Deep Ocean Mining:

Actions Needed To Make It Happen

PSAD-77-127: Published: Jun 28, 1978. Publicly Released: Jun 28, 1978.

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Science and industry have long known that vast amounts of manganese nodules lie on the ocean bottom in most parts of the world. These nodules commonly contain more than 30 mineral elements and are especially rich in nickel, copper, cobalt, and manganese. Mining consortia have spent at least $140 million to develop deep ocean mining technology and will invest $2.1 billion to $3.1 billion to achieve commercial operations.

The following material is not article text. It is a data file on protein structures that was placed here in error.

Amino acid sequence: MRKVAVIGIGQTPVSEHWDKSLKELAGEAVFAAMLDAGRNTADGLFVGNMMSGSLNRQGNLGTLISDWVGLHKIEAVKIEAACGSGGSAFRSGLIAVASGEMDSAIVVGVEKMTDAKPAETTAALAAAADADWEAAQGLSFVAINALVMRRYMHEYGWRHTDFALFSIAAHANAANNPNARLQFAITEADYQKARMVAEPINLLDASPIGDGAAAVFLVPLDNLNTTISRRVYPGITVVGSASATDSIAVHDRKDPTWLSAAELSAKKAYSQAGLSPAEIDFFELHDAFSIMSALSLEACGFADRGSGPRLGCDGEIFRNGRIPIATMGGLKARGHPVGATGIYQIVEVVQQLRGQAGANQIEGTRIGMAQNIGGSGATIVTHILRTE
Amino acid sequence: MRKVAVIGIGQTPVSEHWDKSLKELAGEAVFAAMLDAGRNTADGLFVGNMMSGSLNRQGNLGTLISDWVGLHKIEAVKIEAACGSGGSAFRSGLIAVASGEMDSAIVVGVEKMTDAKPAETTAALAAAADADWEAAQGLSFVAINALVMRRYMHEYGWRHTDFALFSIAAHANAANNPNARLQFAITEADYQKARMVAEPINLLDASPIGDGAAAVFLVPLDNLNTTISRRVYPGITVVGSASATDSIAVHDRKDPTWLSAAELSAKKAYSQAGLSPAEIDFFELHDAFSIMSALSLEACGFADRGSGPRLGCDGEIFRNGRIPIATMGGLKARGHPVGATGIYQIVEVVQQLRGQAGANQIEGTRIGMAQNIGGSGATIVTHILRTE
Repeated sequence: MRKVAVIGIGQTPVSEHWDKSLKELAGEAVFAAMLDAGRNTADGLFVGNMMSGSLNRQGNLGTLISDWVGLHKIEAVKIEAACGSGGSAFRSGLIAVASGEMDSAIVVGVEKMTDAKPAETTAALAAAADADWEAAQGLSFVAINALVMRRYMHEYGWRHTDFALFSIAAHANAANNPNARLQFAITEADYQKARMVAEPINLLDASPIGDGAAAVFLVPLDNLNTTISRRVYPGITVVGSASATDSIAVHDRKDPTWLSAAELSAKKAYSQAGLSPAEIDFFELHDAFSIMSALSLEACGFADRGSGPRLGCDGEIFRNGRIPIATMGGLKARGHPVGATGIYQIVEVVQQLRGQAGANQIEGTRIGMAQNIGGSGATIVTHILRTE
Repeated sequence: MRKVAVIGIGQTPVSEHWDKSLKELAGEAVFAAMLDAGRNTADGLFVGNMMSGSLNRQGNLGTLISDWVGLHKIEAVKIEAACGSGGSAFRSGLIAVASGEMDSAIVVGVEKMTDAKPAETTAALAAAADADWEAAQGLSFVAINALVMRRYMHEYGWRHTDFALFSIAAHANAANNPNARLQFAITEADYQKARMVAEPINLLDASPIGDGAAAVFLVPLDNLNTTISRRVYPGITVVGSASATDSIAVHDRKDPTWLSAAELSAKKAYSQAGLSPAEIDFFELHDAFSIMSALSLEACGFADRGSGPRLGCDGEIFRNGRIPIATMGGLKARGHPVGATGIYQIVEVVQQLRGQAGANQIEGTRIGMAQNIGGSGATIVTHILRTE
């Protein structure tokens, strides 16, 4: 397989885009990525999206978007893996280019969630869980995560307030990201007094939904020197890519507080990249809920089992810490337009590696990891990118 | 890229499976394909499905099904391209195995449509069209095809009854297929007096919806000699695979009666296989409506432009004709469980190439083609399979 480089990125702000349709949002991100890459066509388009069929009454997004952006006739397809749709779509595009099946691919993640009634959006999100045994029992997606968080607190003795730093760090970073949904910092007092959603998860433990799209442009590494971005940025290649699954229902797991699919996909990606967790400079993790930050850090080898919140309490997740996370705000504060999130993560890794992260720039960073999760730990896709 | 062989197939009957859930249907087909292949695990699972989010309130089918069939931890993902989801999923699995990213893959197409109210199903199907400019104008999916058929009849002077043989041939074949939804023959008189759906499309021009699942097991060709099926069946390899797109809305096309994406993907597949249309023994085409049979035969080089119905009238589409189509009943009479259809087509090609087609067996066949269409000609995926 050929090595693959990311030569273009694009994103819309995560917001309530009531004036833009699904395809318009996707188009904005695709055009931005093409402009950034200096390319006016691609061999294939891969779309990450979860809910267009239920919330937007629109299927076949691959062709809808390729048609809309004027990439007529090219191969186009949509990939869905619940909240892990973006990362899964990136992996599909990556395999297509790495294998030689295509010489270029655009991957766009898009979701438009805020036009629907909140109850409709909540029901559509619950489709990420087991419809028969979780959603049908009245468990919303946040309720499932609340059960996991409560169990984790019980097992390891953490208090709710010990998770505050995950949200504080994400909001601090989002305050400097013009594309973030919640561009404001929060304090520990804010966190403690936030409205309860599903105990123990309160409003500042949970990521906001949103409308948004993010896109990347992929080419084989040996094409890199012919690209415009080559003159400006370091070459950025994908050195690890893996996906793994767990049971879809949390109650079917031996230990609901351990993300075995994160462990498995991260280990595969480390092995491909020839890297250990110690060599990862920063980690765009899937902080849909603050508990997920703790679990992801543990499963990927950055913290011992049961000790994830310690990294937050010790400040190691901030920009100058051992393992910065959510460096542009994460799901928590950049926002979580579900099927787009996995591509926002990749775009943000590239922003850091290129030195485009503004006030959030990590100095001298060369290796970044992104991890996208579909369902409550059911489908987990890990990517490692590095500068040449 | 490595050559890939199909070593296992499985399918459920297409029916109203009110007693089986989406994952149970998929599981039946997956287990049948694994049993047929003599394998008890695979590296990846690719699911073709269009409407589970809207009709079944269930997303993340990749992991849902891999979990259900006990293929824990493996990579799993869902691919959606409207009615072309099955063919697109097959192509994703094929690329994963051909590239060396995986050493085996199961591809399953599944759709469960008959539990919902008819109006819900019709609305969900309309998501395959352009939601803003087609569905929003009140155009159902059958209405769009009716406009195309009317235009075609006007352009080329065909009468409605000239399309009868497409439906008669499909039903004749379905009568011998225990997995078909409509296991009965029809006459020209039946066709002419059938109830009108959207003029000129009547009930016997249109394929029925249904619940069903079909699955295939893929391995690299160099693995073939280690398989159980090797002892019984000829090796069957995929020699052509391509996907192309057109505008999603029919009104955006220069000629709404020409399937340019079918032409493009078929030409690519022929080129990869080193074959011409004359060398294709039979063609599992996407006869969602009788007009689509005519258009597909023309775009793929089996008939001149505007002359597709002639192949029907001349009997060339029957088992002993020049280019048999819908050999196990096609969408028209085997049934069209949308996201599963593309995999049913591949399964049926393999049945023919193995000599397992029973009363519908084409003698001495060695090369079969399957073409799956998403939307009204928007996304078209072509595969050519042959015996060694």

Two major problems may delay full-scale commercial mining operations: (1) the lack of mining site tenure guaranteed by domestic law or international agreement since assurances of tenure are needed to obtain financing for mining operations; and (2) the lack of a federal environmental impact statement and resulting regulations which could have costly effects on equipment design decisions and operational techniques. No federal agency is primarily responsible for deep ocean mining, and no federal agency has been given the responsibility for preparing an environmental impact statement or environmental regulations. Agency programs and projects for deep ocean mining are fragmented and uncoordinated while needed programs have gone unattended or are behind schedule. Agency officials, industry representatives, and marine scientists generally agree that the federal role in deep ocean mining needs to be clearly defined.

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